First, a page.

Milkhouse Ford Hike

Thing to Do

Milkhouse Ford Hike

A road is barely visible beneath the brown still waters of the creek
Milkhouse Ford was paved to facilitate automobile travel in 1904. The ford was closed in 1995.

NPS Photo/ K. Cain

For your convenience, this trail is blazed with yellow tape wrapped around sign posts.

Directions from the Nature Center:

  • Walk straight out the front door along the paved path past the Edge of the Woods Trail sign to where the trail forks right. Bear right.This is the Western Ridge Trail. Follow it towards Boundary Bridge.
  • Cross Military Road. (Press button and wait for signal first.)
  • Continue straight for 250 feet.
  • At the outdoor exhibit about Fort DeRussy, turn right.
  • In 100 feet, take a slight left onto the dirt trail. The earthen walls of Fort DeRussy will soon be on your left.
  • After the fort, continue down the trail to a “T” intersection near Rock Creek, and turn left.
  • Hike along the creek for ¼ -mile, and look for atwo-room log cabin across Rock Creek. Joaquin Miller, an eccentric poet, lived in this cabin in another part of the city—Meridian Hill—in the 1880s.
  • Just north of the cabin, look for an old road into a creek. This is Milkhouse Ford. First paved in 1904, people used to drive through the creek—a major thoroughfare at one time—until the 1990s.

    For the health and safety of visitors and their pets, swimming and wading in Rock Creek Park is not permitted.
  • Take the trail that leads west (up the hill).
  • Turn left on the Western Ridge Trail (green blazes). Follow this paved trail back across Military Road and up to the Nature Center.
This gentle hike passes several historic structures or locations within the park. One side of the loop has a fairly swift change in elevation while the other is more gradual and follows a small tributary of the creek.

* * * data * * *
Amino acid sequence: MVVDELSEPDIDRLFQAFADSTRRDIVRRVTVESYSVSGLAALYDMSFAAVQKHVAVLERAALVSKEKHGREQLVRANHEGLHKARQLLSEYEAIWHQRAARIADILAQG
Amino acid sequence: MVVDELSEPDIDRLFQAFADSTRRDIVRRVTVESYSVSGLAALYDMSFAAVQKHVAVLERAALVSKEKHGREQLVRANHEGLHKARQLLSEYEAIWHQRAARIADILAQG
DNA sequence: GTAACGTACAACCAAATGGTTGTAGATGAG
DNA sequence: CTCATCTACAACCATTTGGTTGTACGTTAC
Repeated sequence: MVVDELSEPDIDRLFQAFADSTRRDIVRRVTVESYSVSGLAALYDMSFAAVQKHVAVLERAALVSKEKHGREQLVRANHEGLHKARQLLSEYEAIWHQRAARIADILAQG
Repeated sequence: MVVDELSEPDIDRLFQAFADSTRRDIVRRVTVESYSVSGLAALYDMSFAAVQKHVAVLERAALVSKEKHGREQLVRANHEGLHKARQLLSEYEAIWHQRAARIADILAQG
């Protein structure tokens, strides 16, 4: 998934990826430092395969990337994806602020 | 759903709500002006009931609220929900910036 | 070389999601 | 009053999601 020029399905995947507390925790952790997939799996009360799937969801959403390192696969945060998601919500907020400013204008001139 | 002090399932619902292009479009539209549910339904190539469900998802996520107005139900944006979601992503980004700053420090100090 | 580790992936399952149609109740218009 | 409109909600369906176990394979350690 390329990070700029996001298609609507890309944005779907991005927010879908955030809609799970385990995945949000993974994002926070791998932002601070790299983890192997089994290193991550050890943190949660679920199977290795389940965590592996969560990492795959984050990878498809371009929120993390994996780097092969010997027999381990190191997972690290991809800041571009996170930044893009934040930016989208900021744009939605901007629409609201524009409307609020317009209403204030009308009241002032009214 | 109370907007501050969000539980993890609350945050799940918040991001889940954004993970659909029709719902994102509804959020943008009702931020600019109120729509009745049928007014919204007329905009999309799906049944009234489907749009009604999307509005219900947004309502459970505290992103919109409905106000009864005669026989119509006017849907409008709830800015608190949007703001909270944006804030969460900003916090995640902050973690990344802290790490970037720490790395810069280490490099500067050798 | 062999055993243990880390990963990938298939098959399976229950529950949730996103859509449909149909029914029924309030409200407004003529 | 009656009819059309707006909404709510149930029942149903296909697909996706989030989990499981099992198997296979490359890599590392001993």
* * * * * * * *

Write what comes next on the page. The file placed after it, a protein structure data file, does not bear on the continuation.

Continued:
Pets are allowed on trails within Rock Creek Park but must adhere to the B.A.R.K. Ranger Principles. Dogs must always be on a leash within the park. Waste must be carried out and disposed of in trash receptacles.

For more information on B.A.R.K. Ranger visit the Pets section of the National Park Service website.
Entrance fees may apply, see Fees & Passes information.
Milkhouse Ford is an old crossing spot on the creek. Fords were places along the creek where water ran low enough for wagons to cross without needing a bridge. Milkhouse Ford was in frequent use and appears on many old maps. It was paved in 1904 to accommodate automobile traffic. Closed in 1995, the ford is still visible but is no longer accessible. The creek contains bacteria, e. coli and algae that is not safe for humans or pets to swim in.  
The trail is accessible year round though winter storms may deposit ice and snow on the trail making it difficult to ascend or descend the steeper sections of the trail.

Fort DeRussy and Miller Cabin will be more visible in the late autumn, winter and early spring when there is less vegetation. Please stay off of the earthworks of Fort DeRussy to help preserve them.  

Storms in the spring and summer can cause the creek to rise quickly. It can deposit sand and mud at the fort making the old roadway hazardous. Use caution---do not enter flood waters.

Rock Creek Park is only open during daylight hours.
Accessibility Information
Most of the Milkhouse Ford Trail consists of bridle trails roughly six to eight feet in width. If the dirt path past Fort DeRussy seems too steep or impassable due to rains making the gravel loose, the paved multi-use trail is a good alternate choice. Use caution as the steep grade can make the descent challenging. A naturally occurring deposit of sand at the ford can be difficult to pass.
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Last updated: April 8, 2021